remove() on an open file is implementation-defined. Removing an open file is sometimes recommended to hide the names of temporary files that may be prone to attack. (See FIO21-C. Do not create temporary files in shared directories.)
In cases requiring the removal of an open file, a more strongly defined function, such as the POSIX
unlink() function, should be considered. To be strictly conforming and portable,
remove() should not be called on an open file.
Noncompliant Code Example
This noncompliant code example shows a case where a file is removed while it is still open:
Some implementations will not remove the file specified by
file_name because the stream is still open.
Code compiled for Microsoft Windows prevents the
remove() call from succeeding when the file is open, meaning that the file link will remain after execution completes.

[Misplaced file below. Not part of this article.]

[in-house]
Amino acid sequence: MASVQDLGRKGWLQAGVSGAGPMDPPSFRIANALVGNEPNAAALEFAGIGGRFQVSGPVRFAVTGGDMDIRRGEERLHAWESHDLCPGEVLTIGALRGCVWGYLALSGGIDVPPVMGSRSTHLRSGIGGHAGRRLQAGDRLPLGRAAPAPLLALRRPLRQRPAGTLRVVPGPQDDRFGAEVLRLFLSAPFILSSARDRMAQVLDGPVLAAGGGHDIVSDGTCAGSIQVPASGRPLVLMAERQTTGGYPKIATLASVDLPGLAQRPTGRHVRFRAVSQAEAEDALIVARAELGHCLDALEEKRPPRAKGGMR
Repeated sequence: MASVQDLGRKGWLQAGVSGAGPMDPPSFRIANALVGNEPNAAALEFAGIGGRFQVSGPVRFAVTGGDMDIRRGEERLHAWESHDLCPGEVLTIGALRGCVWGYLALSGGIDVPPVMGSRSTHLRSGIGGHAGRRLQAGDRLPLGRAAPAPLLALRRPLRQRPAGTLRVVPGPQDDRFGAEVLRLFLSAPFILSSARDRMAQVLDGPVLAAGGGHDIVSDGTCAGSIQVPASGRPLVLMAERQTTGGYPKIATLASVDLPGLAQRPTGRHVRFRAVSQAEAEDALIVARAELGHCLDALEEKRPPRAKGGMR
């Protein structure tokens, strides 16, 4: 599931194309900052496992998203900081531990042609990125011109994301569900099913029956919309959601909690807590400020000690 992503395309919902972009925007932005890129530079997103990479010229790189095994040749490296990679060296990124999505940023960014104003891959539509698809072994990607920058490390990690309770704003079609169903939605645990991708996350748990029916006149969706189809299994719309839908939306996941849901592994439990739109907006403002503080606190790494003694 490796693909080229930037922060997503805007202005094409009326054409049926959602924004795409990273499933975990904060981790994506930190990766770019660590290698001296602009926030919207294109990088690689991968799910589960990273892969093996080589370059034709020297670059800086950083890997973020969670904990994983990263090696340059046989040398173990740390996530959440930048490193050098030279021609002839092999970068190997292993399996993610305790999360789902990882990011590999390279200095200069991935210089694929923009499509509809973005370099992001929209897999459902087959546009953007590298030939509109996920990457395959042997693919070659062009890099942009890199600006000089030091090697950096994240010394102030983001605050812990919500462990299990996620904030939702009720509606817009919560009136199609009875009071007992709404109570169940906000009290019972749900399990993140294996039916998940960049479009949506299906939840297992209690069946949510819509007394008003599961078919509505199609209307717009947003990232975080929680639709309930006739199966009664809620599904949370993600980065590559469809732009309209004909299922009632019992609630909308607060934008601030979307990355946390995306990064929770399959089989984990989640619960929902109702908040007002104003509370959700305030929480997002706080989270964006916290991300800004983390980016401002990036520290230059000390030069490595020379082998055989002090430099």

Compliant Solution (POSIX)
This compliant solution uses the POSIX
unlink() function to remove the file. The
unlink() function is guaranteed to unlink the file from the file system hierarchy but keep the file on disk until all open instances of the file are closed [IEEE Std 1003.1:2013].
Note that there is a race window between the
fopen() call and the
unlink() call, which could be exploited. This exploitation can be mitigated if the operations occur in a secure directory; see FIO45-C. Avoid TOCTOU race conditions while accessing files for more information.
remove() on an open file has different implications for different implementations and may cause abnormal termination if the removed file is written to or read from, or it may result in unintended information disclosure from files not deleted as intended.
|(customization)||Users can implement a custom check for calls to |
|LDRA tool suite|
Search for vulnerabilities resulting from the violation of this rule on the CERT website.